David Ogilvie White was born in Canberra on 30 August 1931 and died on 7 November 2004 after an 11-year battle with primary biliary cirrhosis. David was Professor of Microbiology at the University of Melbourne from 1967 to 1994. He held various high-level appointments at the university, including Head of the Department of Microbiology, Dean of Research and Graduate Studies, Chairman of the Academic Board, and Pro-Vice-Chancellor.
David graduated in medicine from the University of Sydney in 1954 and completed a PhD on influenza virus at the Australian National University in 1958. He was an outstanding teacher of undergraduate students, and was recognised by the University of Melbourne and the Australian Society for Microbiology, each of which has named an annual excellence-in-teaching award in his honour. David’s ability as a mentor for research students and staff was exemplary. He supervised numerous BSc Honours and PhD students and a series of outstanding postdoctoral fellows, with whom he coauthored more than 100 original research papers. In 1992, he was made an Officer of the Order of Australia for “service to education, particularly in the field of microbiology”.
David authored six major books on virology, including coauthorship with Frank Fenner of Medical virology, a classic text that is used in medical schools throughout the world. He was an editor of the journal Archives of Virology from 1985 to 1994, and served on the editorial boards of several other international journals.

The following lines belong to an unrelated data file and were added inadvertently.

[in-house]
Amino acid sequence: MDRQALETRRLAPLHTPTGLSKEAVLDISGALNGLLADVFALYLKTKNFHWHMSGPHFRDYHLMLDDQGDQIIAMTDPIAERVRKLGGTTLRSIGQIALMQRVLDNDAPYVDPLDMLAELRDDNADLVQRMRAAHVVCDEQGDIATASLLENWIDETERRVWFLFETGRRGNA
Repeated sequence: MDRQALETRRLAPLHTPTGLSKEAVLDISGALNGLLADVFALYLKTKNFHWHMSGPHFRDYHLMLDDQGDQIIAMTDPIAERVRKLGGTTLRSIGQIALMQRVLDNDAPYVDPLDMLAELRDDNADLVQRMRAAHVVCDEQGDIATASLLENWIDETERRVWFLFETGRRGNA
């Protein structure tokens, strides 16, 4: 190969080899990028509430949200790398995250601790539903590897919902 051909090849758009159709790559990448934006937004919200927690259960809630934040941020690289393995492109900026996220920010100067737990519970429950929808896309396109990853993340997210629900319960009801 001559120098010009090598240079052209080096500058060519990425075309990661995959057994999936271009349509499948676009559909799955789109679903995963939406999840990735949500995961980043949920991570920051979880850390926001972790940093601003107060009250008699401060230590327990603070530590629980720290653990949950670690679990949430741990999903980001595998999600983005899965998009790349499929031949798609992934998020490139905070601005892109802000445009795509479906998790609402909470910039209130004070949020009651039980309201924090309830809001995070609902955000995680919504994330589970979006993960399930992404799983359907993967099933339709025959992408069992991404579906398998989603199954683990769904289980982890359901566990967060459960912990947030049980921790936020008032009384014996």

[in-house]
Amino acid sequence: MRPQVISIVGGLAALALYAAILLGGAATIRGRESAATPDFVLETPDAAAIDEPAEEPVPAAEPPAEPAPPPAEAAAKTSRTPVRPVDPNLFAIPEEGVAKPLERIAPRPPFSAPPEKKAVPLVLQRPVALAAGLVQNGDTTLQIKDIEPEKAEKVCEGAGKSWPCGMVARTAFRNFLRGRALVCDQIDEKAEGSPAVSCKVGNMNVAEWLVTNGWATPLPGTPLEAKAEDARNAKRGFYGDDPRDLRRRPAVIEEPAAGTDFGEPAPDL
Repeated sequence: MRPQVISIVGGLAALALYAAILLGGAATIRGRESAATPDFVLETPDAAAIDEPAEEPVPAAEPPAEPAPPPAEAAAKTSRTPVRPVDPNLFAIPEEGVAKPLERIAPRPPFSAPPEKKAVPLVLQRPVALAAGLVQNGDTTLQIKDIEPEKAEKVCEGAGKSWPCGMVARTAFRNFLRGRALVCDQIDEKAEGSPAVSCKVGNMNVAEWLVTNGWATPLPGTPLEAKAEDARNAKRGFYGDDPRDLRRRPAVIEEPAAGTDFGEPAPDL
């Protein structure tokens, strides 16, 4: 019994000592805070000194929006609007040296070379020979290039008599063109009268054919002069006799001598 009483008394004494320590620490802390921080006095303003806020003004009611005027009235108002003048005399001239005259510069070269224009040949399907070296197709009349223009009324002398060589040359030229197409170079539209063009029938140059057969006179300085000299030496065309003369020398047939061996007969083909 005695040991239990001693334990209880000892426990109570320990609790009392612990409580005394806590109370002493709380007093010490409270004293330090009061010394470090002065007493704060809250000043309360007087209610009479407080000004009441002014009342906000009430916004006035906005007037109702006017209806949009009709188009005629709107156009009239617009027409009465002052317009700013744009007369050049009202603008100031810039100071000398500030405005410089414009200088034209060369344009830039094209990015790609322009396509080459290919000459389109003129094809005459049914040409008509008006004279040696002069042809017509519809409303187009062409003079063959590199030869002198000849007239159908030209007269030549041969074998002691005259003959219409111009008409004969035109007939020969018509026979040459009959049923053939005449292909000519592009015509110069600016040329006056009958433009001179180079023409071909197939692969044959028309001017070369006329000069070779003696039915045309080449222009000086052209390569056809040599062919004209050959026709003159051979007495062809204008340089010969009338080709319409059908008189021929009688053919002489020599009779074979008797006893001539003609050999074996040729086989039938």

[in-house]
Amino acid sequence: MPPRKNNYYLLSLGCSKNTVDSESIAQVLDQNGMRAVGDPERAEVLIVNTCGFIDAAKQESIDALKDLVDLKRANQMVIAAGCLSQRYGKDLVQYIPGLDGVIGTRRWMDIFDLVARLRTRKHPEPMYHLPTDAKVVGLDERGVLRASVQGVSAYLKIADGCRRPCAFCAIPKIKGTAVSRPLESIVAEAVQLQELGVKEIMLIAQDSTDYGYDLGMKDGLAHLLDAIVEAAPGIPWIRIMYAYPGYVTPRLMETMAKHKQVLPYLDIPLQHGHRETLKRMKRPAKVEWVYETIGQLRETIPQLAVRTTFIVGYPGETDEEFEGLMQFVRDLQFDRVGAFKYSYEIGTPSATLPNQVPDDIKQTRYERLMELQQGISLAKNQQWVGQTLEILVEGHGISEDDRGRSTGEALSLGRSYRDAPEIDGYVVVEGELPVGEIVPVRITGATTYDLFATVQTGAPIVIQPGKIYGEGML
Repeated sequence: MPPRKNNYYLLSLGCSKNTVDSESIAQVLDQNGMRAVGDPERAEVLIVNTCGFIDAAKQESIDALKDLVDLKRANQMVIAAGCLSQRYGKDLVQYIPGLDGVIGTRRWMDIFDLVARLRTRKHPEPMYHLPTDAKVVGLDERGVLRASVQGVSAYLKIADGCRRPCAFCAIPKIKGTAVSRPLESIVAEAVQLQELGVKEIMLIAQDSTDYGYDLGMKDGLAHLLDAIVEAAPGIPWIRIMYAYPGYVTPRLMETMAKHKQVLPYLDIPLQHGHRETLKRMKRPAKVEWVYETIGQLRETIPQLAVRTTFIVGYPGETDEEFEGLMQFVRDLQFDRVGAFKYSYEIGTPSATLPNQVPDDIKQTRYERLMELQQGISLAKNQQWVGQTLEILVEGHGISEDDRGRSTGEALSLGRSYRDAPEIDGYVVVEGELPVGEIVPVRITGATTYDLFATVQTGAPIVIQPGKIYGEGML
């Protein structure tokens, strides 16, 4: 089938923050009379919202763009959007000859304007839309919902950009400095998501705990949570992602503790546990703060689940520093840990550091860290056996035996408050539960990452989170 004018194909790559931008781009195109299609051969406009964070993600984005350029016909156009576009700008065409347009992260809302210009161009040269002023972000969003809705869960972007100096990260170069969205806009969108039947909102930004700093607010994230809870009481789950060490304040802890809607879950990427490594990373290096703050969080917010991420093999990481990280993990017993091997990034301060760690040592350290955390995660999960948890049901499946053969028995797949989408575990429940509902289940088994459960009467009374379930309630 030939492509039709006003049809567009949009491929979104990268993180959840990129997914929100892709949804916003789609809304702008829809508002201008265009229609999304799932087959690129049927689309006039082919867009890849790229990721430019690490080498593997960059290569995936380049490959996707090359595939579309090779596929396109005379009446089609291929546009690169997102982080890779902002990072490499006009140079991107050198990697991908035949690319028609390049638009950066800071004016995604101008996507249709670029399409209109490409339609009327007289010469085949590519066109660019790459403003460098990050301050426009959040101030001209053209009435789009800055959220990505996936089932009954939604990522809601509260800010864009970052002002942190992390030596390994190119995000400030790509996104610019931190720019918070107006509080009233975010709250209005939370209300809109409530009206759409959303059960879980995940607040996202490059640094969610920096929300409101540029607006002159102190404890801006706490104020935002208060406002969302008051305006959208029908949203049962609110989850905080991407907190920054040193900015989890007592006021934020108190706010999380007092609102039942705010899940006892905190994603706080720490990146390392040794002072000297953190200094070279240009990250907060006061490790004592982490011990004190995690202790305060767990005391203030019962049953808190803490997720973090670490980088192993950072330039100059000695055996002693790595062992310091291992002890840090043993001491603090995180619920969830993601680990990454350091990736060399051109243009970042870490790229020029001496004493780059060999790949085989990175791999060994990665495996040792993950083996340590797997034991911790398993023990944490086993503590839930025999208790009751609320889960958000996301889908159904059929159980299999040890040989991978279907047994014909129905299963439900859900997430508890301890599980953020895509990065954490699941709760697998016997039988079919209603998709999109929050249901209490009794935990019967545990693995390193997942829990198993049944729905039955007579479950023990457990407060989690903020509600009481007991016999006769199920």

David also held positions on many national and international committees, including Foundation President of the Cell Biology Society of Australia, President of the Australian Society for Microbiology, and Foundation Member of the Commonwealth AIDS Research Grants Committee.
David had lifelong interests in ornithology, exploration and wilderness, and was a life member of the Australian Conservation Foundation and the Bird Observers Club of Australia. He was Grand Master of the Australian Bridge Federation, several times Victorian bridge champion, and an Australian pairs champion.
Despite his remarkable achievements, David was an extraordinarily humble and self-effacing person. Throughout his life, he voluntarily took on an enormous workload, not for self-aggrandisement or personal gain, but in the firm belief that he could make a difference. Those who were privileged to know him will remember his warm, constant and lively friendship.
David is survived by his wife, Marjorie, and their three daughters, Alison, Merran and Rosalind.
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